- “Ad Majorem Satanae Gloriam” by Damascus Mincemeyer – When Calvin Woolery’s daughter shows up at his house seeking shelter from the unstoppable forces of Hell, he allows her inside. She brings an assortment of fellow survivors with her. Her uncle, who owns the house, doesn’t believe the unstoppable troops that are destroying their city are truly demons until he witnesses them for himself as the group are forced to flee for their lives from the unyielding onslaught. This story focuses in on those attempting to survive an overwhelming army advancing upon them and the hopelessness they feel. This was another favorite of mine.
- “Infernal Patrol” by A. F. Stewart – A squadron of young men fight invading demons to defend Whitechapel. One of them is intent on finding and killing the demon that had previously possessed him and forced him to do terrible things before being exorcised out of him.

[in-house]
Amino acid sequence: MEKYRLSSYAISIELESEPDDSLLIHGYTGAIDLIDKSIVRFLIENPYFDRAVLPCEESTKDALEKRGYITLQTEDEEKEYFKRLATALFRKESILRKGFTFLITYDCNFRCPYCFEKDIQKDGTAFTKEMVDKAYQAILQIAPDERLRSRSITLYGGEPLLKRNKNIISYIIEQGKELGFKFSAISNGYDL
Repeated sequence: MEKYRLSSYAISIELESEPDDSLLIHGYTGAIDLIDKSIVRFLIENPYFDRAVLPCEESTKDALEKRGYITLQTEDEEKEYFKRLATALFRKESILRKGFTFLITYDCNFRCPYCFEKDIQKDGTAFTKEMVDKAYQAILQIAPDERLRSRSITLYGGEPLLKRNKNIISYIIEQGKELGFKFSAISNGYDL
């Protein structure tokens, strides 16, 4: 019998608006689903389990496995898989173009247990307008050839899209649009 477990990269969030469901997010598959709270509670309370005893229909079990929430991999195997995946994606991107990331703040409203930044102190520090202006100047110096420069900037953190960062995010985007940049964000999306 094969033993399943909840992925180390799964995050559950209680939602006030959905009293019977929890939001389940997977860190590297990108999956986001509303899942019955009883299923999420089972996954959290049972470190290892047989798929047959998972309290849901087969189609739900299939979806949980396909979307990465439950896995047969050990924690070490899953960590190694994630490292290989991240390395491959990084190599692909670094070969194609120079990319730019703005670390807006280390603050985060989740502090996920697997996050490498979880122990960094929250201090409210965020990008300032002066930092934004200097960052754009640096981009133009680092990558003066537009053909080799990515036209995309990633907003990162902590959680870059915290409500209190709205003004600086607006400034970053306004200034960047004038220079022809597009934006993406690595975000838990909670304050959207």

- “Yan Tan Tethera” by J. A. Ironside – A strange, bad smelling red weed grows along the boarder between Britain and Wales. It seemed to be forming into the shape of a reaching hand. A shepherd girl is joined by a friend from childhood who her grandmother had demanded she stop playing with because she believed her to be a fairy child. They work together to solve the ancient mystery of what’s happening and how they can combat it as the children and livestock of Wytch Hill on the Wales side of the boarder grow sick with a demonic illness. This is a strong story with great characters and a strong sense of the place.
- “Reinforcements” by Frank Coffman – Cornish soldiers are joined by a troop of outsiders who don’t look the part but who are tremendously effective in combating the demonic armies. These men seem to know things their new comrades do not while guarding a secret about themselves as well.